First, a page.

Key provisions of the Affordable Care Act (the Act) passed in 2010 recognize that too many of us fail to get the care we need to prevent serious illness. Cardiovascular disease is still the number one killer in this country, but it doesn’t have to be that way. There are many things we can do to lessen our risk for cardiovascular disease and many other diseases. The Act has earmarked $15 billion to create the Prevention and Public Health Fund to invest in proven prevention and public health programs to help Americans lose weight, stop smoking, and adopt other healthy living habits needed to win the battle against heart disease.
It may seem obvious that we should take better care of ourselves, and yet for many of us it isn’t a top priority for many of us, especially with so many other needs competing for our time and dollars. The Act makes taking advantage of preventive services, such as screenings, vaccinations, and counseling more appealing and affordable by eliminating deductibles, co-pays, and co-insurance for employer-sponsored health plans or individual health insurance policies created after September 23, 2010, including preventive services specifically for children and pregnant women. However, some plans may charge you for out-of-network providers and office visits.
You’ll make the most of your coverage if you work with your doctor to develop a wellness plan that includes the appropriate preventive services for you based on your age, gender, and risk factors. If you have questions about what is and isn’t covered under your plan, call your plan administrator. If that doesn’t work, try your state insurance department.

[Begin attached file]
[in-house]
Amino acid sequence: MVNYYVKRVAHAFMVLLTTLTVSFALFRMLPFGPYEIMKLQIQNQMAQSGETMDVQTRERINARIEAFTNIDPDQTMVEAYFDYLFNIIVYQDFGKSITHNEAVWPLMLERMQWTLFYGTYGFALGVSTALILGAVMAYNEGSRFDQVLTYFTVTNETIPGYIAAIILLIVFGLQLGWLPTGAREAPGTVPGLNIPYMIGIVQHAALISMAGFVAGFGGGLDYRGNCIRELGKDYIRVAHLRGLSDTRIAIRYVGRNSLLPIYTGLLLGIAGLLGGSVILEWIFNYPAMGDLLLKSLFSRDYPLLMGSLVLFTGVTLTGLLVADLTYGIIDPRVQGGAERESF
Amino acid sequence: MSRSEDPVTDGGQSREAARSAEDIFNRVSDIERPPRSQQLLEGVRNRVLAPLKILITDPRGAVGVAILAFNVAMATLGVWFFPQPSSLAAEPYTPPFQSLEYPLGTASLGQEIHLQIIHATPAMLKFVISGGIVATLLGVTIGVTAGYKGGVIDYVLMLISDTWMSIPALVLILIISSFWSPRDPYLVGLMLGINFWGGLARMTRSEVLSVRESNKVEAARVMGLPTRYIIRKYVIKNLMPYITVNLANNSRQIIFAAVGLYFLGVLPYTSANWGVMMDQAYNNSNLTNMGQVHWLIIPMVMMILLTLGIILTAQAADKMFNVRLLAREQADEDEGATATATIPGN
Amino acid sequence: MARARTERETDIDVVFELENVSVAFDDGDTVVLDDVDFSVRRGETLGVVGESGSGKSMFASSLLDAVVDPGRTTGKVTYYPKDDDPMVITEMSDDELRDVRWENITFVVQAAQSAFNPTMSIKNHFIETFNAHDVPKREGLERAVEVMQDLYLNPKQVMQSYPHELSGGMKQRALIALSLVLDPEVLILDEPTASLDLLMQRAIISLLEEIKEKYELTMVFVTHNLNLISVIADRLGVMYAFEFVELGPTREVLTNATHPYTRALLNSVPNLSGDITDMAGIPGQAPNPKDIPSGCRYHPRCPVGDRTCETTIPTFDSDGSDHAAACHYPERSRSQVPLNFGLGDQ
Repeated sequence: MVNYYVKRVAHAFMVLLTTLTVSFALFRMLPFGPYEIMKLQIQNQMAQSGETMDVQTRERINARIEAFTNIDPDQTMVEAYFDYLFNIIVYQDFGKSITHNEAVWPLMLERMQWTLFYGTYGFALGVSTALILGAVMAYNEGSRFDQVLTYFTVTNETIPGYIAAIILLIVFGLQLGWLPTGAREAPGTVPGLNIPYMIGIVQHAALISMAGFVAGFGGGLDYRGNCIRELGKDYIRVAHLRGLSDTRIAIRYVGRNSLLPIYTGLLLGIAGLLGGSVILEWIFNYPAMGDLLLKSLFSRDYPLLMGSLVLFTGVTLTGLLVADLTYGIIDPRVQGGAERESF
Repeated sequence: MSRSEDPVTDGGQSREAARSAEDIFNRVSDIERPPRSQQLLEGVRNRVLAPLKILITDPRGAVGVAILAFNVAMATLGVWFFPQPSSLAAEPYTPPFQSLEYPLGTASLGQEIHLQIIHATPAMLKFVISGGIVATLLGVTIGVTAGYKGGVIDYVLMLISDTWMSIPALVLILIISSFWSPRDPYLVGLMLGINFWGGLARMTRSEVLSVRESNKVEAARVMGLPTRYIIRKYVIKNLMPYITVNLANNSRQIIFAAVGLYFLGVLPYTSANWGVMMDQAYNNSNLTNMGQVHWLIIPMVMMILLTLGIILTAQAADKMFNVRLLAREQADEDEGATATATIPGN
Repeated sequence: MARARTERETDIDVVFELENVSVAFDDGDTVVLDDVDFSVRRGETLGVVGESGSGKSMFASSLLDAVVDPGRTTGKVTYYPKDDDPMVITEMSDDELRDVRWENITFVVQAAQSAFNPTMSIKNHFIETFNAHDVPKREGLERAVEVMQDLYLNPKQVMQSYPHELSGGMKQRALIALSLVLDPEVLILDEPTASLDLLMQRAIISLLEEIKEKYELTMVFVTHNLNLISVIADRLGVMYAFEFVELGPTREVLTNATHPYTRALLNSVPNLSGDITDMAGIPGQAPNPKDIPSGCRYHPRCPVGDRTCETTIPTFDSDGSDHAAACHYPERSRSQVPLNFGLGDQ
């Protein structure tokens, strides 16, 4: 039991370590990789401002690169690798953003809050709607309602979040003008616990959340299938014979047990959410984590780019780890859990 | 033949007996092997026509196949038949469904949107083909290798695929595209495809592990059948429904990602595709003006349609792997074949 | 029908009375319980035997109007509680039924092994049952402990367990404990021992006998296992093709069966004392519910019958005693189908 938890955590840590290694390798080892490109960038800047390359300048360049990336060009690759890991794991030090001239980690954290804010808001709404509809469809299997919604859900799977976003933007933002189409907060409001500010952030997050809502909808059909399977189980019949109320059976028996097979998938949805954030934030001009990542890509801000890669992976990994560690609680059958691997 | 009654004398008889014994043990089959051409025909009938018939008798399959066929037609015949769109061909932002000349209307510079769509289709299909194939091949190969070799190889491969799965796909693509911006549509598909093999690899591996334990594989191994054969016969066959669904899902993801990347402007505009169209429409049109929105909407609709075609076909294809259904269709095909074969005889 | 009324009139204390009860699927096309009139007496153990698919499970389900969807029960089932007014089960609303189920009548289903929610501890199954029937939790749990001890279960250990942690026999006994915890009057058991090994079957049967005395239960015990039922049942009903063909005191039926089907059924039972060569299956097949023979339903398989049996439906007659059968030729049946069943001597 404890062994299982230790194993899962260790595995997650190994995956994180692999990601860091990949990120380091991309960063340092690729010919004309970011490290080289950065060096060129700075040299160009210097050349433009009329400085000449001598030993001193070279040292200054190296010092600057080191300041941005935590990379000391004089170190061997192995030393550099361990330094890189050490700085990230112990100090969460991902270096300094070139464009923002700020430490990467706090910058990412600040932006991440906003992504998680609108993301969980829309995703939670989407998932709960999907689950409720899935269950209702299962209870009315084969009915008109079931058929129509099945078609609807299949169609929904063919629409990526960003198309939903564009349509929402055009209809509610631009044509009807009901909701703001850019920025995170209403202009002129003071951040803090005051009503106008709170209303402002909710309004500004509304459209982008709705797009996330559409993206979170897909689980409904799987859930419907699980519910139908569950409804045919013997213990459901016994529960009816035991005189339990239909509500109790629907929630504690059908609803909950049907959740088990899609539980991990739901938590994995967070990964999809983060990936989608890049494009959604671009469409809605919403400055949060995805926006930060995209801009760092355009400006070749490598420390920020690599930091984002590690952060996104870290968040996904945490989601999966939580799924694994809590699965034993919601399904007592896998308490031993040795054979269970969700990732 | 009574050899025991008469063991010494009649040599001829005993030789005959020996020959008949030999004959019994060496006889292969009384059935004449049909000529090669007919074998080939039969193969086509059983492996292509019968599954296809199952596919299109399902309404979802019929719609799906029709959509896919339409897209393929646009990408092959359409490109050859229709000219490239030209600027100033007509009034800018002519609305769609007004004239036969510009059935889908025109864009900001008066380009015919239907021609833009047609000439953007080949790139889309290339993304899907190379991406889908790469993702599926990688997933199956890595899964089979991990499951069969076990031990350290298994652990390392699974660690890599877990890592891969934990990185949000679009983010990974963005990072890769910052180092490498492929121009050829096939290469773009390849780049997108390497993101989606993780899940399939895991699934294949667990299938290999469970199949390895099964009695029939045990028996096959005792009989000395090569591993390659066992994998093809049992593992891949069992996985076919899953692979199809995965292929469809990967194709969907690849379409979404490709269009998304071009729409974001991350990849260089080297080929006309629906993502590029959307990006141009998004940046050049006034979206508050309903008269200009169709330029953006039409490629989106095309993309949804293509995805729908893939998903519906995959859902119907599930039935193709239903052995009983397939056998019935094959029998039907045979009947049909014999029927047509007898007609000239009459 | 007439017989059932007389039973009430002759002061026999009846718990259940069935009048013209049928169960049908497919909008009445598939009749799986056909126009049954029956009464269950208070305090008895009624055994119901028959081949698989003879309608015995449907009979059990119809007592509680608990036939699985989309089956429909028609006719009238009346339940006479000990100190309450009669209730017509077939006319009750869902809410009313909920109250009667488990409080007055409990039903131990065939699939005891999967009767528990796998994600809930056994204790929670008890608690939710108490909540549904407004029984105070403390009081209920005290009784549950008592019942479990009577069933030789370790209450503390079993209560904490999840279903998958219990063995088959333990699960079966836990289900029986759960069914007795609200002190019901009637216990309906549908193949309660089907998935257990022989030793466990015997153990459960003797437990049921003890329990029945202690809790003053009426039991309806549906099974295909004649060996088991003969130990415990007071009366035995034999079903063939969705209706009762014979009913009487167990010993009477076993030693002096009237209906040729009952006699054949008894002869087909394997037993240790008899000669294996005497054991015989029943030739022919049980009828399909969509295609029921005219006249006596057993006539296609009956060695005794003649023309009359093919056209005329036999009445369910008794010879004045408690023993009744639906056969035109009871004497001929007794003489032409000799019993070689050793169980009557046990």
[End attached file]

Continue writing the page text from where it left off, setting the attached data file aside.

Here are some of the preventive services that may be available to you depending on your plan (for a comprehensive list click here:
- Blood pressure, diabetes, and cholesterol tests
- Many cancer screenings, including mammograms and colonoscopies
- Counseling on such topics as quitting smoking, losing weight, eating healthfully, treating depression and reducing alcohol use
- Routine vaccinations against diseases such as measles, polio or meningitis
- Flu and pneumonia shots
- Counseling, screening, and vaccines to ensure healthy pregnancies
- Regular well-baby and well-child visits, from birth to age 21
If everyone takes advantage of these preventive services now offered at no cost, we will need many more providers. The new law also includes incentives for primary care physicians and plans for improving access to care for underserved communities by allocating $11 billion through 2015 to renovate existing community health centers and build new ones and expand the services offered. In total these initiatives will serve as many as 20 million more new patients, many of them African Americans, Latinos, Asian Americans and Pacific Islanders, seniors, and women and children in their own communities.
Helpful Prevention Guides
Check out the resources below for more information about what you can do to improve your health and reduce your risk of developing heart and other diseases: